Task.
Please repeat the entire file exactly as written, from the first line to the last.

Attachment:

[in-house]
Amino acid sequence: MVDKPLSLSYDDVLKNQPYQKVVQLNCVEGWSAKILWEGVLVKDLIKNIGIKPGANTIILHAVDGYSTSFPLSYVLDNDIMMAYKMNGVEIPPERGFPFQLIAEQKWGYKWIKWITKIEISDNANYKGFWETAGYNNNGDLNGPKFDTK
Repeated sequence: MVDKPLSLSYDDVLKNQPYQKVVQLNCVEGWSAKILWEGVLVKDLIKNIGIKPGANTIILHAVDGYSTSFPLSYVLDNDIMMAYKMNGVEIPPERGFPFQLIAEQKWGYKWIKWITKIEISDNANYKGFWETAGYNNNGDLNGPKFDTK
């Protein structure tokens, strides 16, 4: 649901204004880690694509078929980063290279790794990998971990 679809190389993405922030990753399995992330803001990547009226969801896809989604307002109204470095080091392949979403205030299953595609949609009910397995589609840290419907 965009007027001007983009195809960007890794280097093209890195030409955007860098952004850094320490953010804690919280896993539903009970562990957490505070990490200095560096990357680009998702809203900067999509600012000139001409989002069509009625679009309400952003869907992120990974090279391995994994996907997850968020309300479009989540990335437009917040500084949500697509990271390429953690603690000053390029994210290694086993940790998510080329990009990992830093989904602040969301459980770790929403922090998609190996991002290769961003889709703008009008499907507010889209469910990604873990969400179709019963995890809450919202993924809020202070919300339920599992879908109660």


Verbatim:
[in-house]
Amino acid sequence: MVDKPLSLSYDDVLKNQPYQKVVQLNCVEGWSAKILWEGVLVKDLIKNIGIKPGANTIILHAVDGYSTSFPLSYVLDNDIMMAYKMNGVEIPPERGFPFQLIAEQKWGYKWIKWITKIEISDNANYKGFWETAGYNNNGDLNGPKFDTK
Repeated sequence: MVDKPLSLSYDDVLKNQPYQKVVQLNCVEGWSAKILWEGVLVKDLIKNIGIKPGANTIILHAVDGYSTSFPLSYVLDNDIMMAYKMNGVEIPPERGFPFQLIAEQKWGYKWIKWITKIEISDNANYKGFWETAGYNNNGDLNGPKFDTK
């Protein structure tokens, strides 16, 4: 649901204004880690694509078929980063290279790794990998971990 679809190389993405922030990753399995992330803001990547009226969801896809989604307002109204470095080091392949979403205030299953595609949609009910397995589609840290419907 965009007027001007983009195809960007890794280097093209890195030409955007860098952004850094320490953010804690919280896993539903009970562990957490505070990490200095560096990357680009998702809203900067999509600012000139001409989002069509009625679009309400952003869907992120990974090279391995994994996907997850968020309300479009989540990335437009917040500084949500697509990271390429953690603690000053390029994210290694086993940790998510080329990009990992830093989904602040969301459980770790929403922090998609190996991002290769961003889709703008009008499907507010889209469910990604873990969400179709019963995890809450919202993924809020202070919300339920599992879908109660």